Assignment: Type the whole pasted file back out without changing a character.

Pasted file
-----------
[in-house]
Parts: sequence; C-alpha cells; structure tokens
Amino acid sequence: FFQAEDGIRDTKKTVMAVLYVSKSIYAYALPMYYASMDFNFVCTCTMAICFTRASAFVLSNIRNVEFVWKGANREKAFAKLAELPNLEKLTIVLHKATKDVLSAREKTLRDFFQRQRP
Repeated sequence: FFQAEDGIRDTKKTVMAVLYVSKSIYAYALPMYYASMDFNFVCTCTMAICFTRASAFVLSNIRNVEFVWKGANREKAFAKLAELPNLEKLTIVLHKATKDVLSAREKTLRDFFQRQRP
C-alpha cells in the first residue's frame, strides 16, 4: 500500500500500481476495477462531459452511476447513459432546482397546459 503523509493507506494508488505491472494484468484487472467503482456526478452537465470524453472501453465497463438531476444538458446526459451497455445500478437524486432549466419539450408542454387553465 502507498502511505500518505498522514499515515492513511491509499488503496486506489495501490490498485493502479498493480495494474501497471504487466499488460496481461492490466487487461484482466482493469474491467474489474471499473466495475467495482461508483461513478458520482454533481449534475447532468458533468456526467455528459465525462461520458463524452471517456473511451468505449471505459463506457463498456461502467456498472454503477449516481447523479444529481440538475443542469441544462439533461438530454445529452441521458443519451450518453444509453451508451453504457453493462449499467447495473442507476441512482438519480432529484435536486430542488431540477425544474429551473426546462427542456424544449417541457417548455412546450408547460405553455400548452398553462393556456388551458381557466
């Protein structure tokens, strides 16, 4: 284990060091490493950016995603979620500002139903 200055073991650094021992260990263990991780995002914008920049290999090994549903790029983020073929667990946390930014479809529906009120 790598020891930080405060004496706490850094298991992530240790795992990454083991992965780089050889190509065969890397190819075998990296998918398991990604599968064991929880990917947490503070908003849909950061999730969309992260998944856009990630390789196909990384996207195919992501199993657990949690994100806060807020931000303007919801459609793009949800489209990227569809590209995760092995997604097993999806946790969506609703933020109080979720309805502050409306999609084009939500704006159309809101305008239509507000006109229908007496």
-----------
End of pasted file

[in-house]
Parts: sequence; C-alpha cells; structure tokens
Amino acid sequence: FFQAEDGIRDTKKTVMAVLYVSKSIYAYALPMYYASMDFNFVCTCTMAICFTRASAFVLSNIRNVEFVWKGANREKAFAKLAELPNLEKLTIVLHKATKDVLSAREKTLRDFFQRQRP
Repeated sequence: FFQAEDGIRDTKKTVMAVLYVSKSIYAYALPMYYASMDFNFVCTCTMAICFTRASAFVLSNIRNVEFVWKGANREKAFAKLAELPNLEKLTIVLHKATKDVLSAREKTLRDFFQRQRP
C-alpha cells in the first residue's frame, strides 16, 4: 500500500500500481476495477462531459452511476447513459432546482397546459 503523509493507506494508488505491472494484468484487472467503482456526478452537465470524453472501453465497463438531476444538458446526459451497455445500478437524486432549466419539450408542454387553465 502507498502511505500518505498522514499515515492513511491509499488503496486506489495501490490498485493502479498493480495494474501497471504487466499488460496481461492490466487487461484482466482493469474491467474489474471499473466495475467495482461508483461513478458520482454533481449534475447532468458533468456526467455528459465525462461520458463524452471517456473511451468505449471505459463506457463498456461502467456498472454503477449516481447523479444529481440538475443542469441544462439533461438530454445529452441521458443519451450518453444509453451508451453504457453493462449499467447495473442507476441512482438519480432529484435536486430542488431540477425544474429551473426546462427542456424544449417541457417548455412546450408547460405553455400548452398553462393556456388551458381557466
């Protein structure tokens, strides 16, 4: 284990060091490493950016995603979620500002139903 200055073991650094021992260990263990991780995002914008920049290999090994549903790029983020073929667990946390930014479809529906009120 790598020891930080405060004496706490850094298991992530240790795992990454083991992965780089050889190509065969890397190819075998990296998918398991990604599968064991929880990917947490503070908003849909950061999730969309992260998944856009990630390789196909990384996207195919992501199993657990949690994100806060807020931000303007919801459609793009949800489209990227569809590209995760092995997604097993999806946790969506609703933020109080979720309805502050409306999609084009939500704006159309809101305008239509507000006109229908007496």